For many of the world’s suffering poor, medical care and surgery are beyond their reach. According to the Lancet Commission on Global Surgery, more than 16.9 million people (nearly twice the population of New York City) die every year from a lack of safe surgery. Over the last 40 years, these statistics have been the driving force for the Mercy Ships mission of bringing hope and healing. Thanks to volunteers and supporters, Mercy Ships sends state-of-the-art hospital ships to bring world-class healthcare and medical training to regions where clean water, reliable electricity, and medical personnel are limited or even nonexistent. Over years of partnership, the McKeen Charitable REM Trust has provided hope and healing through their support for the Mercy Ships medical education programs and direct surgical care for children and adults in need. These gracious gifts help transform people’s lives by repairing burn injuries, restoring sight, mending cleft lips and palates, and more!
The Impact of Transformational Development
Mercy Ships believes that building medical capacity (through increased knowledge and infrastructure development) is the foundation for real, sustainable change. It provides African healthcare professionals with the skills and tools they need to contribute directly to improving healthcare delivery in their country long after the ship has left the port. During the Guinea field service, Mercy Ships was able to see the impact that medical capacity building had on the local population. During an initial medical screening — where volunteers go into the cities of the country being served to find patients in need of medical care — the team saw fewer cleft lip and palates cases than expected. This decreasing number was due in part to mentoring that took place on the Africa Mercy two years prior.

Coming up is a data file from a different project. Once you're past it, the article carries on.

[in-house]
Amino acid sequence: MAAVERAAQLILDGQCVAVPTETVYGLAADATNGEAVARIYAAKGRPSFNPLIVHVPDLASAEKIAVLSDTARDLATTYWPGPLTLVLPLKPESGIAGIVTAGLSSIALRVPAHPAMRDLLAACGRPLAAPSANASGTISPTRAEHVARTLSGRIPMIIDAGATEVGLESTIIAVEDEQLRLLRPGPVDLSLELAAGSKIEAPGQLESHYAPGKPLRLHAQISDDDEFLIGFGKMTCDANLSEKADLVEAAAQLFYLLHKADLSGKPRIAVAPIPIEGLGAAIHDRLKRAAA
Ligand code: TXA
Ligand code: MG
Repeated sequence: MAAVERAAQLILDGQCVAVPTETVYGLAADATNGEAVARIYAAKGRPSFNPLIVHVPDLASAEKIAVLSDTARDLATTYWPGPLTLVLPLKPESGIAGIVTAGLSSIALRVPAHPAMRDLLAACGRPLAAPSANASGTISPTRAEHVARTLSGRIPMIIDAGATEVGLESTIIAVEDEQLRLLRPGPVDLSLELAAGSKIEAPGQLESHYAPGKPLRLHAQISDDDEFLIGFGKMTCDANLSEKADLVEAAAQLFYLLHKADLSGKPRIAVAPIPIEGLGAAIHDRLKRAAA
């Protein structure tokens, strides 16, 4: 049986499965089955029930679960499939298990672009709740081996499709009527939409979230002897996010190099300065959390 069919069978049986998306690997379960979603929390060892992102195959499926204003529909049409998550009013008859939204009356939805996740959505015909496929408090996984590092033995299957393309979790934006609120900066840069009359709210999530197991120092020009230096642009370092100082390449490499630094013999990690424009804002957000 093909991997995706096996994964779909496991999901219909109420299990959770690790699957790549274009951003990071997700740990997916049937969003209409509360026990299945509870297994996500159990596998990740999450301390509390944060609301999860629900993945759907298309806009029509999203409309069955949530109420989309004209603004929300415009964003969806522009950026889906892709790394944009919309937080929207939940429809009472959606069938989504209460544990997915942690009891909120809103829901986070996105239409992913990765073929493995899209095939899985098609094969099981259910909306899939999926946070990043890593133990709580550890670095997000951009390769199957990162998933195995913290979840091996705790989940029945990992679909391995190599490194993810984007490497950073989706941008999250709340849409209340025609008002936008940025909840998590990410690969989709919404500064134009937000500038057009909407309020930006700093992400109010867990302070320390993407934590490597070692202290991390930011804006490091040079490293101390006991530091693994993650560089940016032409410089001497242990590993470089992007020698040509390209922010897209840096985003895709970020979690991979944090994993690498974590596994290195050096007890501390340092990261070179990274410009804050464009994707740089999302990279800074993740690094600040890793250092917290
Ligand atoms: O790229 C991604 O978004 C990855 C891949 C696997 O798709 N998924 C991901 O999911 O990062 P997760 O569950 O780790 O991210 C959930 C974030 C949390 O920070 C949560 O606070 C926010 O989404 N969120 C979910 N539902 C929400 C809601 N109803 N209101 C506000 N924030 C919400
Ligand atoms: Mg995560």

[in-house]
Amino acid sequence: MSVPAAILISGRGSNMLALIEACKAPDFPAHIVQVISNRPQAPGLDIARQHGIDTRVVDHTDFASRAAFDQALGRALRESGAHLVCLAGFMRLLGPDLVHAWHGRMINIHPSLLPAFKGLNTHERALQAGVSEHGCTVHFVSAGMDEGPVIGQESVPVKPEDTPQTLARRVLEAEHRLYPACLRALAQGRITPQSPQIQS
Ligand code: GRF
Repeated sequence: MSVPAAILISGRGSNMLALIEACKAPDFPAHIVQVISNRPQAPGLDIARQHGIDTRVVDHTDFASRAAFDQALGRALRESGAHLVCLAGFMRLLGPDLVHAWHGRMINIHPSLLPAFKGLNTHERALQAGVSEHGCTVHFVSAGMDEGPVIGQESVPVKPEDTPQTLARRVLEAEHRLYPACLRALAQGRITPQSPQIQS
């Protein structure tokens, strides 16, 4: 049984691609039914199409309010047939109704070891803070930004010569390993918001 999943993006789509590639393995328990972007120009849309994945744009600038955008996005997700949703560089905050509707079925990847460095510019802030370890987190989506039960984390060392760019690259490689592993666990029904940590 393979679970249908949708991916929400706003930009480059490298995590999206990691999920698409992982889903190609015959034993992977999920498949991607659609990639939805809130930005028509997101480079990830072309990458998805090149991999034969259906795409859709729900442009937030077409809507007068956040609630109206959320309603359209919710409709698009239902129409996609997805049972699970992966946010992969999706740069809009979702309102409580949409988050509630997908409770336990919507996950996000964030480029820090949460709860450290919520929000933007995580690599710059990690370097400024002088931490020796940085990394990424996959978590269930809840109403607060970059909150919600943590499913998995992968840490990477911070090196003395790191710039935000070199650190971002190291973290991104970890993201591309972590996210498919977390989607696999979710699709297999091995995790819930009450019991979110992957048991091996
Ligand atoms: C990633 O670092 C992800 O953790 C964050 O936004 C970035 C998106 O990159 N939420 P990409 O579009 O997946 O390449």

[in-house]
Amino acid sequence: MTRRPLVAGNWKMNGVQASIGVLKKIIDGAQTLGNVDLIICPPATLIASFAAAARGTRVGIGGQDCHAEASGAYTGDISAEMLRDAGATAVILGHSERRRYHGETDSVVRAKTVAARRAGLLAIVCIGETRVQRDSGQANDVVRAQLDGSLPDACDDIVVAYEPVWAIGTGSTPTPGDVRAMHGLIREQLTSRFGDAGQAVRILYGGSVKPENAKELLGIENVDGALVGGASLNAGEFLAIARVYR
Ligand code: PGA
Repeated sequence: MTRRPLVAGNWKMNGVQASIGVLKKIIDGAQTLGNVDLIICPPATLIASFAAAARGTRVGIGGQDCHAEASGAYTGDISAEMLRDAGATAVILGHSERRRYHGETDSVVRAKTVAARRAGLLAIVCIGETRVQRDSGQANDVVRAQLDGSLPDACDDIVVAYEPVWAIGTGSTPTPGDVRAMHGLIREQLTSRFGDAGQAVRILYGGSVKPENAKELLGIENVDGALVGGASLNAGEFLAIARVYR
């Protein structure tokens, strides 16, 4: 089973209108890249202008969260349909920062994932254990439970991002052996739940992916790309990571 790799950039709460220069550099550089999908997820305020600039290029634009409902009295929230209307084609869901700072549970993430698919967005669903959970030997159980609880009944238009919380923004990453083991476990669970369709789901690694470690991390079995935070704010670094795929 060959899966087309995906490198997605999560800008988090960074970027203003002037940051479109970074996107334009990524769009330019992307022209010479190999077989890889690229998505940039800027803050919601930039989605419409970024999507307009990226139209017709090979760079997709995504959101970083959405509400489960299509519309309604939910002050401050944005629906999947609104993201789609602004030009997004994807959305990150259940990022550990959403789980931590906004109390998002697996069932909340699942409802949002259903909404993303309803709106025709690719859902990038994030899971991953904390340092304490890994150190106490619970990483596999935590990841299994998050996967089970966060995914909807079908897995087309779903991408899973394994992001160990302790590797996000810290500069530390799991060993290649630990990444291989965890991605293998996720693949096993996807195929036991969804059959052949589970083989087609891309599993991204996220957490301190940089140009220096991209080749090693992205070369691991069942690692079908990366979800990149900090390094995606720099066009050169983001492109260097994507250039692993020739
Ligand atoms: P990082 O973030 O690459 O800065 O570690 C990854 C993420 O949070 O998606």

“Depending on what stats you look at, every three to ten minutes, a child is born with a cleft lip or palate,” Dr. Gary Parker, Chief Medical Officer and maxillofacial surgeon said. “It’s a major public health issue.”
This significantly reduced number of cleft lip/palate cases was partly due to mentoring that took place in Guinea years ago. Dr. Raphiou Diallo, who participated in a mentorship with Mercy Ships, has helped facilitate 323 lip and palate surgeries in the capital city over the past two years.
“I first mentored Dr. Raphiou Diallo back in 1998,” Dr. Parker said. “He had already left his education at this point, and his dream was to build a team of people who could help this region of West Africa. Because of his formal training and his heart, he is the one who can move things forward.”
Since then, Dr. Diallo has taken further surgical exams in France. With these additional qualifications, he could easily move himself and his family to Europe, where the standard of living is higher. But instead, his commitment remains to West Africa — to his home.
“It says a lot about his commitment and his position to build his continent up,” Dr. Parker said. “When you find someone passionate about helping those in their own country and who wants to teach, you can go so far.”
As one of the biggest influences in West Africa, Dr. Diallo’s impact is far greater than we can measure, having the capacity to pull people back from the edge and make a lasting difference in their lives.
“The greatest reward is the one we get from the patients. It is the fact that we can really help people who are in need and who have almost lost hope, who count on you and your team to give them a smile and the will to live again,” said Dr. Diallo. “The other reward is the opportunity to train students. Our generation will not be there one day, so we must give the next generation the opportunity to continue this profession. Training the youth will have an impact.”